Julianna Balicka - Keefe, Bruyette, & Woods, Inc., Research Division

And what are the new loans pricing in that by category right now these days?

Michael R. Descheneaux

So it just depends. I mean, sponsor-led buyouts, you're probably looking at LIBOR plus 4.50% with a bit of a floor sometimes on 1%. Cap call lines are coming in somewhere around prime plus, prime minus depending on the quality of the deal as well. So they are all over the map there. But they haven't changed over -- significantly over, I would say, over the last 2 quarters. I mean, it's more or less still fairly consistent, but again notwithstanding the fact that it's still extremely competitive out there particularly for high-quality loans.

Operator

Your next question comes from Gaston Ceron from Morningstar Equity Research.

Gaston F. Ceron - Morningstar Inc., Research Division

I just have a question going back -- I'm sorry if I missed this, but going back to the deposit growth outlook. So correct me if I'm wrong. But I guess, when I looked at what your guidance had been for 2013, I think you guys said, like, obviously, you ended up sort of performing than, I think, your guidance had -- I think as of the third quarter had been for average deposit balances in 2013 to increase in the mid-single digits and forget exactly how you ended up, but you ended up above that. And so, obviously -- and then, for this coming year, it seems like you're going right out of the gate and just saying something -- it doesn't feel like you're being as conservative as you were this past year, like, you're a lot more confident. It seems like you're a lot more confident from the get-go on growing at that rate. I mean, granted you had a pretty nice finish with end-of-year deposit balances, but I'm just curious just how you see sort of the deposit story playing out over the longer term.

Michael R. Descheneaux

I think you answered your question. You're right on to the right point, which is we finished the year extremely strong. And if you remember in some of our comments as well, we said that lot -- most of the growth we had in 2013 came in that second half of the year. So now, you're going to have all that growth in the full year 2014. So that's why we feel pretty good about the deposit outlook, assuming the economy continues to hold. And as you see with the period-end deposit balances, they're quite elevated and quite strong. And so, as long as they don't temper or fall off or remain flat like they did last year, we're going to continue to see some strong deposit growth. And hence, they're reflected in our outlook numbers.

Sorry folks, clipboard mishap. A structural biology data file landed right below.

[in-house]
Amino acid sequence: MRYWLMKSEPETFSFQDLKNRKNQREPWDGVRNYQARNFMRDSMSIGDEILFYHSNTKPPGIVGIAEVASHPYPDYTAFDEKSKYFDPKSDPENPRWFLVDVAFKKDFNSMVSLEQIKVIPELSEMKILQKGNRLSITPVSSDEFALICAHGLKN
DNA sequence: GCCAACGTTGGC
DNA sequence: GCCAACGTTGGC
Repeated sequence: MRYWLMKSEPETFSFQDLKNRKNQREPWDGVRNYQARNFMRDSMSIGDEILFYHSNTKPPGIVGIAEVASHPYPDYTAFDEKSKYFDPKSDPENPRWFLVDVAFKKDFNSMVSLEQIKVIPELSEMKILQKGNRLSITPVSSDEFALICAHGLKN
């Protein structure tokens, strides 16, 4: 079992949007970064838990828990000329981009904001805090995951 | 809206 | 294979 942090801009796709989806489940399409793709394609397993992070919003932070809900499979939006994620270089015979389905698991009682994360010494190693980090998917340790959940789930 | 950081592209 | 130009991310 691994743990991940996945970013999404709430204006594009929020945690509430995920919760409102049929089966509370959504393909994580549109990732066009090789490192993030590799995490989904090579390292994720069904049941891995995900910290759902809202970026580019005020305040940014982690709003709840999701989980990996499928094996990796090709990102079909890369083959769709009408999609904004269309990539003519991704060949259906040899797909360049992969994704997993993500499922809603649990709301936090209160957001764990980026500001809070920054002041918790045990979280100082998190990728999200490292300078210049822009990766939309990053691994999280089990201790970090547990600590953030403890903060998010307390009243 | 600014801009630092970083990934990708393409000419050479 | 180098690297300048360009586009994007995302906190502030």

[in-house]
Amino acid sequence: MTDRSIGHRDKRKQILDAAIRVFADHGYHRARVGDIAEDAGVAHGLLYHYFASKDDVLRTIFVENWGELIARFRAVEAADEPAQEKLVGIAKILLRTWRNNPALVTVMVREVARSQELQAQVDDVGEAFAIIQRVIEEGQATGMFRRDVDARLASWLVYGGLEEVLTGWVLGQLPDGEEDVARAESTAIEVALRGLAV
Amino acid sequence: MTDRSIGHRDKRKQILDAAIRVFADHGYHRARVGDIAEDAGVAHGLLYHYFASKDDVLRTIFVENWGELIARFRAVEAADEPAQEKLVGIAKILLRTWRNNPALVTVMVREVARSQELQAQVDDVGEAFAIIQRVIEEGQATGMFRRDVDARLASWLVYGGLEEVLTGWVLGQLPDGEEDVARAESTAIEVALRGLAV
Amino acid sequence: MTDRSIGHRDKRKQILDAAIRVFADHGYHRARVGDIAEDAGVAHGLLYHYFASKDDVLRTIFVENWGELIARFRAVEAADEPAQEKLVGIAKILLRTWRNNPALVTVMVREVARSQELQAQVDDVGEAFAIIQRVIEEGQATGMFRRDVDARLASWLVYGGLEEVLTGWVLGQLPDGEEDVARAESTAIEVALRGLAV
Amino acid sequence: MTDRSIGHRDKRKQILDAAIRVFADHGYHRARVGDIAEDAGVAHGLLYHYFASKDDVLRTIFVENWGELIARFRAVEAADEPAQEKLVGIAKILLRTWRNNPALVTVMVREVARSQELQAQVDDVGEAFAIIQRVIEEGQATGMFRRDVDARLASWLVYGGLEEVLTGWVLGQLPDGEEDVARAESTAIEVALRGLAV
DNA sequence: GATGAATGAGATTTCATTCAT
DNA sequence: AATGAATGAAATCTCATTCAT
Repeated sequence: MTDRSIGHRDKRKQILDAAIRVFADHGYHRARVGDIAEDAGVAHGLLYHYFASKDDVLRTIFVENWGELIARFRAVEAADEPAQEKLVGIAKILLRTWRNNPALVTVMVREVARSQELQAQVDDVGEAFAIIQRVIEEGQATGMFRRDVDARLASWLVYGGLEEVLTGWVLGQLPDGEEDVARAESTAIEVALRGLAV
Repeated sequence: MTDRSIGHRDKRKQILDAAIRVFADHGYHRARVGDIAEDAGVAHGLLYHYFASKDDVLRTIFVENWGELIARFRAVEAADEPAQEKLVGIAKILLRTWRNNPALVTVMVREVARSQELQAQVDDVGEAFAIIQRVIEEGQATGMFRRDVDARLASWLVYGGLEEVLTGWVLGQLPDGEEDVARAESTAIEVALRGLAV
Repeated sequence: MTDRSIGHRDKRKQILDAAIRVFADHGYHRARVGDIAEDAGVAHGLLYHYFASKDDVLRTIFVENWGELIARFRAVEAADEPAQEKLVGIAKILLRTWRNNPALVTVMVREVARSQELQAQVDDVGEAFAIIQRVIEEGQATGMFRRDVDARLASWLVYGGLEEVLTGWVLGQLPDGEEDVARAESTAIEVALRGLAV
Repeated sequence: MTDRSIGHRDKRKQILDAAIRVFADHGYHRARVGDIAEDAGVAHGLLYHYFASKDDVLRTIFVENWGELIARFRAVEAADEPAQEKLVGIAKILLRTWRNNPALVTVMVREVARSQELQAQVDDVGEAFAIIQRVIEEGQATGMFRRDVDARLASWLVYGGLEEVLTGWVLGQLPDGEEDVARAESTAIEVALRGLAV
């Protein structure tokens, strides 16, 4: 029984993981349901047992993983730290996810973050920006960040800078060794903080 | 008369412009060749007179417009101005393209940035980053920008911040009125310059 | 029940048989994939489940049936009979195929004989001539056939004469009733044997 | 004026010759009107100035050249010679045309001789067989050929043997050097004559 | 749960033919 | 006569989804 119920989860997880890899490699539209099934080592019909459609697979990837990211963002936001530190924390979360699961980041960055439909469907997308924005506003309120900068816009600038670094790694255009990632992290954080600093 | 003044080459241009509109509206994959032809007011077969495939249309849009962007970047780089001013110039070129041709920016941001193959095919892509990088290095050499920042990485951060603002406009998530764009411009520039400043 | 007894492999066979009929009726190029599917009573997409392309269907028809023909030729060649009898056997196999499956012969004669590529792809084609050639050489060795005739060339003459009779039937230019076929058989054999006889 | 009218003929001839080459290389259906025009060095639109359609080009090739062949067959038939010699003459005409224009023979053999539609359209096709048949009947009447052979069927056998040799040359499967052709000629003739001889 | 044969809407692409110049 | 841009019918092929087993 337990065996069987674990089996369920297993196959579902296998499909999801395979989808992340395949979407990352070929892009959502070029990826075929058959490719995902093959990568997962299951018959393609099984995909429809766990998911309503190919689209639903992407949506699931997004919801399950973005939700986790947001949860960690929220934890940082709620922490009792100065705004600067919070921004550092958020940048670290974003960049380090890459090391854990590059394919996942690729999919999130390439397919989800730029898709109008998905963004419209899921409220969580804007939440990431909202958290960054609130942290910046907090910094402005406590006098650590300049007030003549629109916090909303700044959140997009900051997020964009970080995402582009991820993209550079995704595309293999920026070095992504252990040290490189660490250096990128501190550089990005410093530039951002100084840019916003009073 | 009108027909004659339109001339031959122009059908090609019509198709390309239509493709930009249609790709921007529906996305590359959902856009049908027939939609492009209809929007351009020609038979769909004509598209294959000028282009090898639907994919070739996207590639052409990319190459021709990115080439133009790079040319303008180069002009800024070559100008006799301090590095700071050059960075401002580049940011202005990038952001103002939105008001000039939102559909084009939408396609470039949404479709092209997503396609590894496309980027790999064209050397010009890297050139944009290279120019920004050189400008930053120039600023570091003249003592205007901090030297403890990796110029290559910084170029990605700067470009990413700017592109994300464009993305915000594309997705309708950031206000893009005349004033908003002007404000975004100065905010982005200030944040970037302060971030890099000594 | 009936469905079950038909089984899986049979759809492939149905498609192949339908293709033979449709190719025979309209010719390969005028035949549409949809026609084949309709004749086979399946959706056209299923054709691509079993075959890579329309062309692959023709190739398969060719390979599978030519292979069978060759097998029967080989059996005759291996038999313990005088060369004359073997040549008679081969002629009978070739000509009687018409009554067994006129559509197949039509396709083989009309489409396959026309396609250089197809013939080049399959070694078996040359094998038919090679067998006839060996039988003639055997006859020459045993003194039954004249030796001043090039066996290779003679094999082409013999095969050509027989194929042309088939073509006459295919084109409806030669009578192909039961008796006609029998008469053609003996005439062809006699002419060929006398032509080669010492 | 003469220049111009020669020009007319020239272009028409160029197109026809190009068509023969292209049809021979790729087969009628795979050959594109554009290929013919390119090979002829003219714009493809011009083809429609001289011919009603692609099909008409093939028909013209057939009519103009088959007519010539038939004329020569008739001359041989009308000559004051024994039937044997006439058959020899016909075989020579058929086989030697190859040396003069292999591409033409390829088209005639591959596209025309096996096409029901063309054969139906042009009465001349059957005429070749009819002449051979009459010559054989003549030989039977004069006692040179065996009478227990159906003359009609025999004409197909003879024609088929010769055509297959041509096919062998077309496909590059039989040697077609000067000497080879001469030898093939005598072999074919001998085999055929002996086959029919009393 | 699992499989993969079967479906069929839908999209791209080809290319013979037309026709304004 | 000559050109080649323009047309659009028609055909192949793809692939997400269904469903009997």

Gaston F. Ceron - Morningstar Inc., Research Division

And then, finally, as a follow-up on the same subject, I mean, how sticky do you see the deposit base, sort of, behaving as the rate environment changes and that sort of thing?

Michael R. Descheneaux

That's a really good question. I'm sure a lot of bankers across the United States are going to try to figure out what happened. They will probably remain sticky if rates remain low. Now if rates start to move up, they will probably start to try to migrate to yielding instruments. And so, it's going to become a decision for banks to decide, "Do I need to keep these deposits on the balance sheet? If I do, then I'm going to probably have to pay up to keep them on the balance sheet." Now it probably won't happen with the first 25 or 50 basis point move and might start to get a little bit more difficult to keep deposits on when you start to see 75 or 100 basis points. But from us, we're prepared either way. If the deposit is going to stay on the balance sheet, we can certainly benefit. If they do migrate off the balance sheet, we have plenty of liquidity to handle that, it will move into our off-balance sheet funds. We'll get a fee on that if they also move into off-balance sheet funds. So we're very well positioned. And even if it does move off the balance sheet, it does free up a fair amount of capital as well, too. So it just creates a lot of flexibility for us. So -- but again, it's really going to come down to that consumers -- or that customer's decision, and that's really difficult to predict at the moment.

Operator

There are no further questions at this time. Greg Becker, I'll turn the call back over to you.

Gregory W. Becker

Thank you. So before we sign off, I just want to say a word of thanks to all our employees and clients for making 2013, which was our 30th anniversary, our best year in our history. We say this a lot, which is we certainly believe we have the best employees and the best clients. And with all our success, our commitment to our clients' success hasn't changed. It's the most important thing for all of us. We feel really good about the start of 2014 and are looking forward to a great, great year as well. So with that, thanks, everyone, for joining, and have a great day.

Operator

This concludes today's conference call. You may now disconnect.